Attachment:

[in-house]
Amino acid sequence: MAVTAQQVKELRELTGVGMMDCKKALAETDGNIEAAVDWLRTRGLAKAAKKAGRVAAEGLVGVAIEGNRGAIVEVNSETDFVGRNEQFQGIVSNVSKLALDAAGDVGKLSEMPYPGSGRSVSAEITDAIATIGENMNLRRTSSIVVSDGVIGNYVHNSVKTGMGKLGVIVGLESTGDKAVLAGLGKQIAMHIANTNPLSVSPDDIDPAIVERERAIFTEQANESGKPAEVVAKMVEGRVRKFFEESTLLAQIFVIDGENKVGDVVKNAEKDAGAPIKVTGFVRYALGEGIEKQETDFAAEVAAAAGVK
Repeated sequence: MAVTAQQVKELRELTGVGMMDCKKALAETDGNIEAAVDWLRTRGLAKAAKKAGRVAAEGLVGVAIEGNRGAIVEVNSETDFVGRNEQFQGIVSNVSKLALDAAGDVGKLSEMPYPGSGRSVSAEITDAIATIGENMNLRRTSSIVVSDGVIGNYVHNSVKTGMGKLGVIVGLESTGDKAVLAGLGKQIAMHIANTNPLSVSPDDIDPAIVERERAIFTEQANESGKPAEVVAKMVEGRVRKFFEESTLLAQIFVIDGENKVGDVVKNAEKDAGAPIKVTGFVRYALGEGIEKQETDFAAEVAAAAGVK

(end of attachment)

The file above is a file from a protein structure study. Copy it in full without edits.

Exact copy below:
[in-house]
Amino acid sequence: MAVTAQQVKELRELTGVGMMDCKKALAETDGNIEAAVDWLRTRGLAKAAKKAGRVAAEGLVGVAIEGNRGAIVEVNSETDFVGRNEQFQGIVSNVSKLALDAAGDVGKLSEMPYPGSGRSVSAEITDAIATIGENMNLRRTSSIVVSDGVIGNYVHNSVKTGMGKLGVIVGLESTGDKAVLAGLGKQIAMHIANTNPLSVSPDDIDPAIVERERAIFTEQANESGKPAEVVAKMVEGRVRKFFEESTLLAQIFVIDGENKVGDVVKNAEKDAGAPIKVTGFVRYALGEGIEKQETDFAAEVAAAAGVK
Repeated sequence: MAVTAQQVKELRELTGVGMMDCKKALAETDGNIEAAVDWLRTRGLAKAAKKAGRVAAEGLVGVAIEGNRGAIVEVNSETDFVGRNEQFQGIVSNVSKLALDAAGDVGKLSEMPYPGSGRSVSAEITDAIATIGENMNLRRTSSIVVSDGVIGNYVHNSVKTGMGKLGVIVGLESTGDKAVLAGLGKQIAMHIANTNPLSVSPDDIDPAIVERERAIFTEQANESGKPAEVVAKMVEGRVRKFFEESTLLAQIFVIDGENKVGDVVKNAEKDAGAPIKVTGFVRYALGEGIEKQETDFAAEVAAAAGVK